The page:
The above preview is unformatted text

This student written piece of work is one of many that can be found in our GCSE Politics section.

Found what you're looking for?

  • Start learning 29% faster today
  • 150,000+ documents available
  • Just £6.99 a month

Not the one? Search for your essay title...
  • Join over 1.2 million students every month
  • Accelerate your learning by 29%
  • Unlimited access from just £6.99 per month

See related essaysSee related essays

Related GCSE Politics essays

  1. Final Draft for Democracy

    Also, many others sought out to come up with the same idea or at least the same basis like William Penn. He formed a haven in Pennsylvania. This haven helped him and his Quakers to escape religious persecution in England and in the early Americas.

  2. How and why did Federation occur?

    and Victoria (1908). How did voting rights of various groups in Australia compare with other countries? * Comparatively, Voting rights for women in Australia were achieved earlier than in other countries of the world with the exception of New Zealand, which gave the vote to women in 1893.

  1. American Democracy: An Ongoing Experiment

    This was in obvious reference to slavery, but has carried over through generations. Those who remained in the United States government, but did not agree with the Republicans formed an opposing party. Those with radical opinions, however, decided to exit the union rather than work within it to accomplish change.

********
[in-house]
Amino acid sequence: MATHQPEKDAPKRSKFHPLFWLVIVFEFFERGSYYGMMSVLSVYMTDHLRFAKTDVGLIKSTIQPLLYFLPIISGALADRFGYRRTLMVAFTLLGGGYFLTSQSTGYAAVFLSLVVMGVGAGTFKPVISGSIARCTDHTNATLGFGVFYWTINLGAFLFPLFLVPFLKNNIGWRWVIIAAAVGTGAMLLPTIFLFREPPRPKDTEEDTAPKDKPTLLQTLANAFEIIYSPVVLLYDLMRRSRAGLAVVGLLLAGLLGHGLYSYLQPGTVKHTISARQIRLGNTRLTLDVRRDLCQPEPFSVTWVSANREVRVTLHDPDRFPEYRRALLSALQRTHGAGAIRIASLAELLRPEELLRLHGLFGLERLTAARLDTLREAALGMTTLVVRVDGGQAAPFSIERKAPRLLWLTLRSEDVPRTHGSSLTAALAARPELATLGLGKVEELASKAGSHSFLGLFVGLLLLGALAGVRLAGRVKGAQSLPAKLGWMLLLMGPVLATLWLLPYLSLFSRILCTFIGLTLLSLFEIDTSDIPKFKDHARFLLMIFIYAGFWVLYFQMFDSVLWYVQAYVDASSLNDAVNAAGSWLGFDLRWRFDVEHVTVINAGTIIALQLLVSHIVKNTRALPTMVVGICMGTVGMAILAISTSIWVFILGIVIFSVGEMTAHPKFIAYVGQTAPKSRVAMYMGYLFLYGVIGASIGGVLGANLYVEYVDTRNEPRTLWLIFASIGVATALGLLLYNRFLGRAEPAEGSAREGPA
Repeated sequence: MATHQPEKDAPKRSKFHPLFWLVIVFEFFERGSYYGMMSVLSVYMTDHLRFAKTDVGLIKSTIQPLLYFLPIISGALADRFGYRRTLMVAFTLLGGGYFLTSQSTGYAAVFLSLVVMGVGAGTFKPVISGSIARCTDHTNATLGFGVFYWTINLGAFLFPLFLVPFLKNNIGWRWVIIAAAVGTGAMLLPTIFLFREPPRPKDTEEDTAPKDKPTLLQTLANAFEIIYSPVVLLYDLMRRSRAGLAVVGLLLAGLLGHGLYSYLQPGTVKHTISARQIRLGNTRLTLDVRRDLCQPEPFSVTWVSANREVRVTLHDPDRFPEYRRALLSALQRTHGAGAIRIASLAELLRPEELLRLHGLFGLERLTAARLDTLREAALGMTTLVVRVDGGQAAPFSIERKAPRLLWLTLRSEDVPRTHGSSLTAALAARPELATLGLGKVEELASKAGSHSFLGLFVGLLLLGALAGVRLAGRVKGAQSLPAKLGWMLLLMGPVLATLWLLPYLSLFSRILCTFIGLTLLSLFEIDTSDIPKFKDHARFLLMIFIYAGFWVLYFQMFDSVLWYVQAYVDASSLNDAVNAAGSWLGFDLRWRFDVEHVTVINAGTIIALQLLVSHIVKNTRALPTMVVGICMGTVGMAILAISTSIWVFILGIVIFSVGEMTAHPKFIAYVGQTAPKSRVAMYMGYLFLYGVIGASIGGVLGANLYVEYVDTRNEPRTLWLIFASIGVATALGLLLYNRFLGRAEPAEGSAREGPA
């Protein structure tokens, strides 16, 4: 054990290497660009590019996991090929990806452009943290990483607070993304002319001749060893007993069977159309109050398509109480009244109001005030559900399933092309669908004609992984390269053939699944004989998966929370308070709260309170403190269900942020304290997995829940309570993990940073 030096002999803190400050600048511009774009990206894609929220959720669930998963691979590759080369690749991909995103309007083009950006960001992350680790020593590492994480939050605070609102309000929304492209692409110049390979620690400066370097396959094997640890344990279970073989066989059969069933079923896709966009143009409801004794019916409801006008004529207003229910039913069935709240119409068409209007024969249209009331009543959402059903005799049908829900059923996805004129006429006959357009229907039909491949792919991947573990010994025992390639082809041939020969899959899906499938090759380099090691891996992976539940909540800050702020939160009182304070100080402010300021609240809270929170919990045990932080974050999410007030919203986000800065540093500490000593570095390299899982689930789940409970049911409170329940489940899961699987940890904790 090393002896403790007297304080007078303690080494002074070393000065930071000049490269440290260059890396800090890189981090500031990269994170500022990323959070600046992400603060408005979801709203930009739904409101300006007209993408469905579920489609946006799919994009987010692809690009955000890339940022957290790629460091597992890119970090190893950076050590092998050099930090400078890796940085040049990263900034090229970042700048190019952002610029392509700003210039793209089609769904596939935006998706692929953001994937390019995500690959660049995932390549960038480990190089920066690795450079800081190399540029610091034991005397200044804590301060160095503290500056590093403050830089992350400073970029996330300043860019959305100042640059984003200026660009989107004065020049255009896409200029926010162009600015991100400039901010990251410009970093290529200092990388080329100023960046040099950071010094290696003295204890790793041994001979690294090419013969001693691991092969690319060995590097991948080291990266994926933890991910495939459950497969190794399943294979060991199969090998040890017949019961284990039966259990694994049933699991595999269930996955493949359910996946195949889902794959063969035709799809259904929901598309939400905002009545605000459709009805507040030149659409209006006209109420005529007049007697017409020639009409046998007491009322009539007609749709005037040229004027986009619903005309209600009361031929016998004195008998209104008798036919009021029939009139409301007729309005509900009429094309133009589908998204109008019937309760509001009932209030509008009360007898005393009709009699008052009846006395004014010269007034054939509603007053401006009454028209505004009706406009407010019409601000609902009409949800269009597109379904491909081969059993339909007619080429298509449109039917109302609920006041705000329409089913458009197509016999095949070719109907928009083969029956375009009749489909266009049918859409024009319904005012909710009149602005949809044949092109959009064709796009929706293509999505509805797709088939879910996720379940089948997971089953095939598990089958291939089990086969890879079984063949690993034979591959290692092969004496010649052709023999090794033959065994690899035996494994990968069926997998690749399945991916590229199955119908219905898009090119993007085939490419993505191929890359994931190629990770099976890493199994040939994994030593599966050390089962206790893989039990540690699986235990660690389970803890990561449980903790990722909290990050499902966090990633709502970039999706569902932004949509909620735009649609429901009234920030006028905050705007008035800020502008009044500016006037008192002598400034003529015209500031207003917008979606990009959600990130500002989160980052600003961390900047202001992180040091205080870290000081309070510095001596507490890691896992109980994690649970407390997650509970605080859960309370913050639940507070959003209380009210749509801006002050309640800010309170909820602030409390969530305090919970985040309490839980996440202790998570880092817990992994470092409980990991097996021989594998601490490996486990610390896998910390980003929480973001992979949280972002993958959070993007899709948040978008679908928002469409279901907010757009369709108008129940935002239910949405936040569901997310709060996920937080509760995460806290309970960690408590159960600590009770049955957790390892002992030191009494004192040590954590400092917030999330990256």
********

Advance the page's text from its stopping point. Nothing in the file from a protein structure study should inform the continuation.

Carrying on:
2. Conflict Analysis: Angola

    Following Lusaka, Savimbi was offered the vice-presidency twice and after a prolonged period he turned it down. Savimbi has directly demanded that he should have power over at least some of the military and mining operations in Angola. This would be an impossible compromise for the MPLA, because it would give Savimbi too much destabilising power in the capital.

  1. Evaluate the development of democracy in Britain from 1867 to the out break of ...

    Some P.M.s also thought that the aristocracy of labour were now responsible and intelligent enough to be included in the franchise, without the fear of producing radicals or revolutionaries as a result. The Reform Act aimed increase the franchise by lower and widen the property qualifications Thereby adding significant numbers

  2. What is the purpose of elections and do they guarantee a democracy?

    This is in stark contrast to coalition governments, which give enormous power to smaller coalition partners. A minority party, with a relatively small electoral mandate, has enormous power in frustrating the major party's manifesto commitments and policy. This can be seen in the Israeli government, where the minor party 'tail' often ends up 'wagging' the major party 'dog'i.

  1. Power and Democracy in the UK.

    In the UK people have freedom of association that means that you are free to join any political organization or pressure group. But naturally there are some restrictions; * The organisation must not try to seize power from armed forces or the police.

  2. Notes on Citizenship and Democracy.

    Also the media should be used as a powerful watchdog and be careful to avoid those that use it for their own interests. 1. It is through education that we have to instill in the young citizens rational and critical minds to control egoism and selfishness in a democracy. 1.

  • Over 160,000 pieces
    of student written work
  • Annotated by
    experienced teachers
  • Ideas and feedback to
    improve your own work